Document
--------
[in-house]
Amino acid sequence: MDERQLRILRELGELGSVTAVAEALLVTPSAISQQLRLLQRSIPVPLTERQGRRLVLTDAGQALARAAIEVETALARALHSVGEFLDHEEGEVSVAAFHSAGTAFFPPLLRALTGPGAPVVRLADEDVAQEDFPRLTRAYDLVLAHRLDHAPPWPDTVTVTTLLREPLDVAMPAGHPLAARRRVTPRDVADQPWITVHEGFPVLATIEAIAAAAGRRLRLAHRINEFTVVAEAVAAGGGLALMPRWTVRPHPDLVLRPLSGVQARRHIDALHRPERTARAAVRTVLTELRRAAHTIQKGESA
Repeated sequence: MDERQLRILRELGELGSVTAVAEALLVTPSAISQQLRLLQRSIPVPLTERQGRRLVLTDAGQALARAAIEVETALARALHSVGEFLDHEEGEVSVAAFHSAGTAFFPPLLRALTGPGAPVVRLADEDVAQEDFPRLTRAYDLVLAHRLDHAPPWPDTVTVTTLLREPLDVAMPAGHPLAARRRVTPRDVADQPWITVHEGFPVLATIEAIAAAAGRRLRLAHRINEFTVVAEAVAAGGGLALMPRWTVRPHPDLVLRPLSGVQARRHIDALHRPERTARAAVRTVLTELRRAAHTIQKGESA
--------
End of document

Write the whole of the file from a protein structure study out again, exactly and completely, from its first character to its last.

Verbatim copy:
[in-house]
Amino acid sequence: MDERQLRILRELGELGSVTAVAEALLVTPSAISQQLRLLQRSIPVPLTERQGRRLVLTDAGQALARAAIEVETALARALHSVGEFLDHEEGEVSVAAFHSAGTAFFPPLLRALTGPGAPVVRLADEDVAQEDFPRLTRAYDLVLAHRLDHAPPWPDTVTVTTLLREPLDVAMPAGHPLAARRRVTPRDVADQPWITVHEGFPVLATIEAIAAAAGRRLRLAHRINEFTVVAEAVAAGGGLALMPRWTVRPHPDLVLRPLSGVQARRHIDALHRPERTARAAVRTVLTELRRAAHTIQKGESA
Repeated sequence: MDERQLRILRELGELGSVTAVAEALLVTPSAISQQLRLLQRSIPVPLTERQGRRLVLTDAGQALARAAIEVETALARALHSVGEFLDHEEGEVSVAAFHSAGTAFFPPLLRALTGPGAPVVRLADEDVAQEDFPRLTRAYDLVLAHRLDHAPPWPDTVTVTTLLREPLDVAMPAGHPLAARRRVTPRDVADQPWITVHEGFPVLATIEAIAAAAGRRLRLAHRINEFTVVAEAVAAGGGLALMPRWTVRPHPDLVLRPLSGVQARRHIDALHRPERTARAAVRTVLTELRRAAHTIQKGESA